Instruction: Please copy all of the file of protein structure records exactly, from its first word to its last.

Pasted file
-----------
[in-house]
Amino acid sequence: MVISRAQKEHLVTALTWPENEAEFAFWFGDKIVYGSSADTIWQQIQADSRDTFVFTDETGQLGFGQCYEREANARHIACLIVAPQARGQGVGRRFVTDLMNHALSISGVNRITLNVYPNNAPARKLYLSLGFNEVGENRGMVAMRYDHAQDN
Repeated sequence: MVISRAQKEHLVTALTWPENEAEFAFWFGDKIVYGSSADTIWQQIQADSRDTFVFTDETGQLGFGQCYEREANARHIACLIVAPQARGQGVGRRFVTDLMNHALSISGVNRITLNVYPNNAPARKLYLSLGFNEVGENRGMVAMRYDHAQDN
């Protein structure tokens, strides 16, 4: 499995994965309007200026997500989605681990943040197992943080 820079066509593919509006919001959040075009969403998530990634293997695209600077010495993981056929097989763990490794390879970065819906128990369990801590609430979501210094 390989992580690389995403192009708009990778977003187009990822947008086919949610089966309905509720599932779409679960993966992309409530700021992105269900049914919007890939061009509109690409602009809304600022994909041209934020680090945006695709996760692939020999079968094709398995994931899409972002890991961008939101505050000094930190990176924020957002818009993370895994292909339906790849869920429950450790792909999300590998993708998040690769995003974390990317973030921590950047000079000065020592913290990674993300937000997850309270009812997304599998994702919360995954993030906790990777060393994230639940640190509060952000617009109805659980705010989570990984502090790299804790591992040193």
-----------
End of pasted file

[in-house]
Amino acid sequence: MVISRAQKEHLVTALTWPENEAEFAFWFGDKIVYGSSADTIWQQIQADSRDTFVFTDETGQLGFGQCYEREANARHIACLIVAPQARGQGVGRRFVTDLMNHALSISGVNRITLNVYPNNAPARKLYLSLGFNEVGENRGMVAMRYDHAQDN
Repeated sequence: MVISRAQKEHLVTALTWPENEAEFAFWFGDKIVYGSSADTIWQQIQADSRDTFVFTDETGQLGFGQCYEREANARHIACLIVAPQARGQGVGRRFVTDLMNHALSISGVNRITLNVYPNNAPARKLYLSLGFNEVGENRGMVAMRYDHAQDN
């Protein structure tokens, strides 16, 4: 499995994965309007200026997500989605681990943040197992943080 820079066509593919509006919001959040075009969403998530990634293997695209600077010495993981056929097989763990490794390879970065819906128990369990801590609430979501210094 390989992580690389995403192009708009990778977003187009990822947008086919949610089966309905509720599932779409679960993966992309409530700021992105269900049914919007890939061009509109690409602009809304600022994909041209934020680090945006695709996760692939020999079968094709398995994931899409972002890991961008939101505050000094930190990176924020957002818009993370895994292909339906790849869920429950450790792909999300590998993708998040690769995003974390990317973030921590950047000079000065020592913290990674993300937000997850309270009812997304599998994702919360995954993030906790990777060393994230639940640190509060952000617009109805659980705010989570990984502090790299804790591992040193």